When did you fall in love with the Sonoran Desert? I suspect your answer and mine are the same – you fell in love the first time you wandered into it. For me, this was in early April 2009 on my first visit to Tucson. There’s something so transfixing about all of it: the majestic, arborescent Saguaro; the fascinating varieties of chollas; the stately Ocotillo; and the incredible biodiversity in terms of wildlife that though I did not see on that first visit, were very much there.
I had many options for post-grad institutions, and all things being more or less equal, academically, between different Public Administration Programs, I wanted to live in a place where I could hike and explore year-round. Clearly Tucson, in the lower Sonoran Desert and surrounded by imposing Sky Islands, fit the bill.
I’ve always been a preservationist; that value was instilled early in my life when year after year my family would visit Rocky Mountain National Park in Estes Park, Colorado, but that sense has greatly expanded every time I’ve stepped onto a trail here. This was the driving factor in me pursuing an internship with the Coalition. I was brought on board, first and foremost, to take on the discovery of records related to the proposed Interstate 11 project, which would run through – and destroy – the Avra Valley as it exists today. I wrote several Freedom of Information Act requests to multiple stakeholders in the process, a sometimes arduous and frustrating task but also a greatly rewarding one that revealed among many things: the legal questionability of running I-11 thru the Tucson Mitigation Corridor, a lackluster archaeological survey, the likely inappropriateness of the exclusion of Ironwood Forest National Monument from the Tier I analysis, the questionable exclusion of the potential impacts of a high speed rail between Tucson and Phoenix on traffic on I-10, ADOT’s own models showing a merely 4 minute “negligible” time saving between Nogales and Casa Grande on I-11 versus the existing I-10 at peak driving times and a “negligible” amount of truck traffic expected to move from I-10 to I-11, and an overall general Tier I analysis that could not be considered sufficient to presenting the impacts of I-11 on the environment. Though I-11 was my main focus, I also got to work on (and get a crash course in) Pima County’s Sonoran Desert Conservation Plan, Maeveen Marie Behan Conservation Lands System, and the Multi-species Conservation Plan – all projects CSDP put considerable time and energy into developing. Finally, I was able to get my hands dirty in the field while helping install cameras.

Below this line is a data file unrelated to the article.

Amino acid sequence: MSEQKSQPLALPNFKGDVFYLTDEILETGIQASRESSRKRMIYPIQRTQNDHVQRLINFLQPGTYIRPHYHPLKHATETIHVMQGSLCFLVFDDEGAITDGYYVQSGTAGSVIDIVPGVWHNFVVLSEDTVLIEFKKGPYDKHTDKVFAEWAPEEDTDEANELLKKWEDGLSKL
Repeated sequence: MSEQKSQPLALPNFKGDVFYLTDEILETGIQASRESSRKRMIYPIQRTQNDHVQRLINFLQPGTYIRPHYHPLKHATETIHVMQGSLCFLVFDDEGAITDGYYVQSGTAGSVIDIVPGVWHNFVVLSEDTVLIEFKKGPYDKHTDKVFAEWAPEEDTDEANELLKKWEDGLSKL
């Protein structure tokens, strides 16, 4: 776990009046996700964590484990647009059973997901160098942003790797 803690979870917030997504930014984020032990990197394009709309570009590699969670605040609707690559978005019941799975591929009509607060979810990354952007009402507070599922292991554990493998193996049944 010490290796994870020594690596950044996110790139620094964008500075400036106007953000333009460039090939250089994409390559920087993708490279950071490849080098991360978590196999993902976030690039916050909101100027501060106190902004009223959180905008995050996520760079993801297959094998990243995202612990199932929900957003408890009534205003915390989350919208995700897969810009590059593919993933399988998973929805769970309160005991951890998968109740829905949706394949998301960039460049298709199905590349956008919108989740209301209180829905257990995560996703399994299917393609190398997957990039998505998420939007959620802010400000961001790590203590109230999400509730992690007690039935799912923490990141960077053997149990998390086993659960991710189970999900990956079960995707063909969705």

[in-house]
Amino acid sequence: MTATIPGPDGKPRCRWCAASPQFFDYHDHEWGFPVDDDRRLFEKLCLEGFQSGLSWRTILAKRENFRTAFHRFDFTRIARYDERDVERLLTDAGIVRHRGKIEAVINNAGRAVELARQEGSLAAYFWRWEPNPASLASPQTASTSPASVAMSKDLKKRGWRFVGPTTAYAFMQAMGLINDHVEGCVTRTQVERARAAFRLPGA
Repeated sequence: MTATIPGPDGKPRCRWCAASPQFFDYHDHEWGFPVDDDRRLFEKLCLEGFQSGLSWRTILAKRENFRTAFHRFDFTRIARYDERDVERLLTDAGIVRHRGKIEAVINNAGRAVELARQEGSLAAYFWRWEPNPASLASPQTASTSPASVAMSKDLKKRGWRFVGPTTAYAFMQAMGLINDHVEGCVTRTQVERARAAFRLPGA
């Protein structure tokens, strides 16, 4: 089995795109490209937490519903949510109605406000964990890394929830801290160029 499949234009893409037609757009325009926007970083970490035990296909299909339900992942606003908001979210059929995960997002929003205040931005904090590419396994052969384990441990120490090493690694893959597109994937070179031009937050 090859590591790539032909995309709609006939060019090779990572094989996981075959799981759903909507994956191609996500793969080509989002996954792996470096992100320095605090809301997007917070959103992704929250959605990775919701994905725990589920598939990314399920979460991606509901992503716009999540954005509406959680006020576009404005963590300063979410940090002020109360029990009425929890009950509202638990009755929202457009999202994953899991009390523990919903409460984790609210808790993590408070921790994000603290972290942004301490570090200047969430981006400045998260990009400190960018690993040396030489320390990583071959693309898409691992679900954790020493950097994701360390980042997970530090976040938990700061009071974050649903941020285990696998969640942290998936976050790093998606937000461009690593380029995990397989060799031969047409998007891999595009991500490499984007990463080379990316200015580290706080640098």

In my time at the Coalition, I’ve been extremely lucky to be able to work with a committed group of people in Carolyn, Jessica, Whelan, and Kathleen, plus Kevin Dahl with NPCA and Cyndi Tuell with Western Watersheds Project, whom are just as good people as they are advocates. It was truly a pleasure to come in every Tuesday to the CSDP Office to work. It was as much a pleasure as it was to be with them as it is to step into the desert on an early Spring hike, and this is not something I say lightly.
The Sonoran Desert is an incredibly beautiful, timeless place, as best exemplified by its ancient Saguaros, but it is not invulnerable. Buffelgrass and other invasive species and continued, mindless sprawl are immediate, serious threats in many places. These threats are exemplified by I-11 itself and the Bighorn Fire, which though spared the majority of the lower Sonoran Desert and its Saguaros, burned (and thus killed) countless higher elevation Saguaros. Had the Bighorn Fire dipped further into the many canyons in the Catalinas, the effect of Buffelgrass would have been total devastation of the Sonoran ecosystem in those areas. Further, Climate Change threatens not just the Sonoran Desert, but landscapes (and more importantly, people) across the planet. Other additional threats exist including but not limited to: mining, overgrazing, and the border wall. But I am not resigned to defeat in the face of these – there are so many organizations in addition to the Coalition fighting these threats, too numerous to name, who are making a difference.
As for me, my future is uncertain at the moment. I graduated in May with a Masters in Public Administration from the University of Arizona and entered a world ravaged by the impacts of the Coronavirus. Thus far my employment endeavors have proven fruitless and I will likely have to leave Tucson as a result. I hope to stay connected with the Coalition and even provide help, if the need arises, particularly with regards to I-11, during my time in between finding work. Yet it is not all bad news – I’m proud of the work I was able to do that has brought important facts about I-11 into the light and I’m proud to have been part of an organization that is so committed to protecting the Sonoran Desert and its biodiversity.
A HUGE thank you to Rob from all of us at the Coalition for all your work for us and the Sonoran Desert during your internship. We are so grateful for everything you contributed to our mission and can’t wait to see what you do next!Tags: intern spotlight, Interstate 11, Sonoran desert